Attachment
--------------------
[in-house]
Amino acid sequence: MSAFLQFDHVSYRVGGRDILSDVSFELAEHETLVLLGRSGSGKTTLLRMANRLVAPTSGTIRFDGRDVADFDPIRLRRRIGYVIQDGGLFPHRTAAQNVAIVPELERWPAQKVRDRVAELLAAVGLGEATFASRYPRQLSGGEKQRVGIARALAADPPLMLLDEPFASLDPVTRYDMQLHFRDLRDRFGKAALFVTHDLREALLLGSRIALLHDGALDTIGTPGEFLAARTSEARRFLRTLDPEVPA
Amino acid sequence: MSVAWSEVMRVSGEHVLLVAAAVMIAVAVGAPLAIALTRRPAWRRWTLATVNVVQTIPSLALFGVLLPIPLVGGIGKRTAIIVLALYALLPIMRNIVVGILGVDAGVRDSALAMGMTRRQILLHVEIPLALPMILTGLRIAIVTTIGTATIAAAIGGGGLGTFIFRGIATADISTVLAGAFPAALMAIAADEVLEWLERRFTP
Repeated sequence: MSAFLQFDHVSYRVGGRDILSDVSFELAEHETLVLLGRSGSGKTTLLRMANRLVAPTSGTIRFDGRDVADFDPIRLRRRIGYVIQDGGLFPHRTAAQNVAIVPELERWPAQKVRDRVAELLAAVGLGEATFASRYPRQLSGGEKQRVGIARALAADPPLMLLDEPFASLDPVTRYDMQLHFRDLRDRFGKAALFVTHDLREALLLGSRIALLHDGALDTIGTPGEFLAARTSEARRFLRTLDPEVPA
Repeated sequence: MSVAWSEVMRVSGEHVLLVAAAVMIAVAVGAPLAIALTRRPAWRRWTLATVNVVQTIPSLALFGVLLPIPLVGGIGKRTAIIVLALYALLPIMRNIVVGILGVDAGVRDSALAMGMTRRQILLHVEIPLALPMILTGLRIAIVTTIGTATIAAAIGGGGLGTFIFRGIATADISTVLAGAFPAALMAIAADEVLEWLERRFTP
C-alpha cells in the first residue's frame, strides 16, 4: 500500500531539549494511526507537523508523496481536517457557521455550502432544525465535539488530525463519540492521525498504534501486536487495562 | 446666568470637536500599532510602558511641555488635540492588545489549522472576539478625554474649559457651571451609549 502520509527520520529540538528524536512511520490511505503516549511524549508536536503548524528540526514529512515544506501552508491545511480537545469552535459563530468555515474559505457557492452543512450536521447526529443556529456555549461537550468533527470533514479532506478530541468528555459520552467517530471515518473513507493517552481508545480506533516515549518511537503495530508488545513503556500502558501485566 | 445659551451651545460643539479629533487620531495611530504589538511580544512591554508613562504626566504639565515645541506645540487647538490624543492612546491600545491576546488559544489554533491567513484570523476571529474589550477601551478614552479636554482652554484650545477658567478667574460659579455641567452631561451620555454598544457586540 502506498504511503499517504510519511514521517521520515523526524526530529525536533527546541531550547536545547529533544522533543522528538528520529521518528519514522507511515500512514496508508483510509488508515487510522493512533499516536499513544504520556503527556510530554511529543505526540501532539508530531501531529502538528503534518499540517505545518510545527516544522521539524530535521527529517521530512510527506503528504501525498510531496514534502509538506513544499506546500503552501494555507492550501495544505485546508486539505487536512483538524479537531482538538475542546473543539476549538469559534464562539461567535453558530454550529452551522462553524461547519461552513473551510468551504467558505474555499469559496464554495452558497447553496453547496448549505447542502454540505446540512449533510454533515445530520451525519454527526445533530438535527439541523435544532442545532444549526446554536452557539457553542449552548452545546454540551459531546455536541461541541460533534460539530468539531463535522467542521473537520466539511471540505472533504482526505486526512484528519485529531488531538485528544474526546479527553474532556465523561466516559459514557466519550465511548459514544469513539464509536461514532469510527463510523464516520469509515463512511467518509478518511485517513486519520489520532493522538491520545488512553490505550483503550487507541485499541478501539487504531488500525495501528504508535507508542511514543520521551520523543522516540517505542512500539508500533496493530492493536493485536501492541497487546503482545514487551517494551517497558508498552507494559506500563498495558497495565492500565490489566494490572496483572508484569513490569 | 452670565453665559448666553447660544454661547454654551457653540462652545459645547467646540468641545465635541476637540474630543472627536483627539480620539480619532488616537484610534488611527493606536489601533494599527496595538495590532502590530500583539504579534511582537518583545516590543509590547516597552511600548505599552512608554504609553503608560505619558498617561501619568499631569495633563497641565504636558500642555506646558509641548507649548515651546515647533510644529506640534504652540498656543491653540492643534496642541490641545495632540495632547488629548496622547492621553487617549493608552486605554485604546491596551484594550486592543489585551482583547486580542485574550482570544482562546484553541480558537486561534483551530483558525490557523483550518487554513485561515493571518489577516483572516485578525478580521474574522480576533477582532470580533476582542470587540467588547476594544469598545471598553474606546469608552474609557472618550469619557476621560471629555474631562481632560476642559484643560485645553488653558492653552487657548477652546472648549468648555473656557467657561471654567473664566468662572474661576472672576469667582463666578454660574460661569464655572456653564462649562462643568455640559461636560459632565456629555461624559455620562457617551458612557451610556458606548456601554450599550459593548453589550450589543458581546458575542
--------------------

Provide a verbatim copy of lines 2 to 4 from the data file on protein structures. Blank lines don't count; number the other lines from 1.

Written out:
Amino acid sequence: MSAFLQFDHVSYRVGGRDILSDVSFELAEHETLVLLGRSGSGKTTLLRMANRLVAPTSGTIRFDGRDVADFDPIRLRRRIGYVIQDGGLFPHRTAAQNVAIVPELERWPAQKVRDRVAELLAAVGLGEATFASRYPRQLSGGEKQRVGIARALAADPPLMLLDEPFASLDPVTRYDMQLHFRDLRDRFGKAALFVTHDLREALLLGSRIALLHDGALDTIGTPGEFLAARTSEARRFLRTLDPEVPA
Amino acid sequence: MSVAWSEVMRVSGEHVLLVAAAVMIAVAVGAPLAIALTRRPAWRRWTLATVNVVQTIPSLALFGVLLPIPLVGGIGKRTAIIVLALYALLPIMRNIVVGILGVDAGVRDSALAMGMTRRQILLHVEIPLALPMILTGLRIAIVTTIGTATIAAAIGGGGLGTFIFRGIATADISTVLAGAFPAALMAIAADEVLEWLERRFTP
Repeated sequence: MSAFLQFDHVSYRVGGRDILSDVSFELAEHETLVLLGRSGSGKTTLLRMANRLVAPTSGTIRFDGRDVADFDPIRLRRRIGYVIQDGGLFPHRTAAQNVAIVPELERWPAQKVRDRVAELLAAVGLGEATFASRYPRQLSGGEKQRVGIARALAADPPLMLLDEPFASLDPVTRYDMQLHFRDLRDRFGKAALFVTHDLREALLLGSRIALLHDGALDTIGTPGEFLAARTSEARRFLRTLDPEVPA